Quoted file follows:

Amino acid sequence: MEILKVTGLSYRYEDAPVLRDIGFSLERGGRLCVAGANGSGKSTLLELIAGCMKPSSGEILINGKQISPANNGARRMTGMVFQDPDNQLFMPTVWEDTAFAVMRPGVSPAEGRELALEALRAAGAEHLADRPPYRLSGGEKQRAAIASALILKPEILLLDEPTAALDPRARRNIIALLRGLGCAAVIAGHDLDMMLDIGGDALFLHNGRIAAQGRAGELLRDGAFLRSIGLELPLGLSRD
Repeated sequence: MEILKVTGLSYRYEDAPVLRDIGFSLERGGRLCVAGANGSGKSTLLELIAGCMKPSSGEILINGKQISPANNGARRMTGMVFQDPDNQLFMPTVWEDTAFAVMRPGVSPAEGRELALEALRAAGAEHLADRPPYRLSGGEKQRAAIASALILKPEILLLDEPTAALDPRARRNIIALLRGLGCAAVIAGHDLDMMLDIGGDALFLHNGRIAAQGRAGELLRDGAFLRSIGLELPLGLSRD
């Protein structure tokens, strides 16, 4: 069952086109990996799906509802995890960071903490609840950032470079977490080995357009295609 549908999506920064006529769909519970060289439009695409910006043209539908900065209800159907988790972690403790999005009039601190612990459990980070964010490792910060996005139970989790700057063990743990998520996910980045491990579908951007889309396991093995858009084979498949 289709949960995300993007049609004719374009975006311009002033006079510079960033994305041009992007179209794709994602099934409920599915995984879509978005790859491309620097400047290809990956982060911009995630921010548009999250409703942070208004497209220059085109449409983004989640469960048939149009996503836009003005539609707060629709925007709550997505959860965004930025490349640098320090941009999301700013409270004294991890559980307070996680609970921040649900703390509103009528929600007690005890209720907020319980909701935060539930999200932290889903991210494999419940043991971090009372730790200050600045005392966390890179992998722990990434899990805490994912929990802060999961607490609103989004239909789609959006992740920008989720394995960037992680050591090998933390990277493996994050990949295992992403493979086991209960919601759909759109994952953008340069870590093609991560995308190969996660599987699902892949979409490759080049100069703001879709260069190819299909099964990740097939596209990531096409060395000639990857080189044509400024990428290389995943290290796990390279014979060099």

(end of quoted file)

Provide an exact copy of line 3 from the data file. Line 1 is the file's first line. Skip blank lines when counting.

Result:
């Protein structure tokens, strides 16, 4: 069952086109990996799906509802995890960071903490609840950032470079977490080995357009295609 549908999506920064006529769909519970060289439009695409910006043209539908900065209800159907988790972690403790999005009039601190612990459990980070964010490792910060996005139970989790700057063990743990998520996910980045491990579908951007889309396991093995858009084979498949 289709949960995300993007049609004719374009975006311009002033006079510079960033994305041009992007179209794709994602099934409920599915995984879509978005790859491309620097400047290809990956982060911009995630921010548009999250409703942070208004497209220059085109449409983004989640469960048939149009996503836009003005539609707060629709925007709550997505959860965004930025490349640098320090941009999301700013409270004294991890559980307070996680609970921040649900703390509103009528929600007690005890209720907020319980909701935060539930999200932290889903991210494999419940043991971090009372730790200050600045005392966390890179992998722990990434899990805490994912929990802060999961607490609103989004239909789609959006992740920008989720394995960037992680050591090998933390990277493996994050990949295992992403493979086991209960919601759909759109994952953008340069870590093609991560995308190969996660599987699902892949979409490759080049100069703001879709260069190819299909099964990740097939596209990531096409060395000639990857080189044509400024990428290389995943290290796990390279014979060099």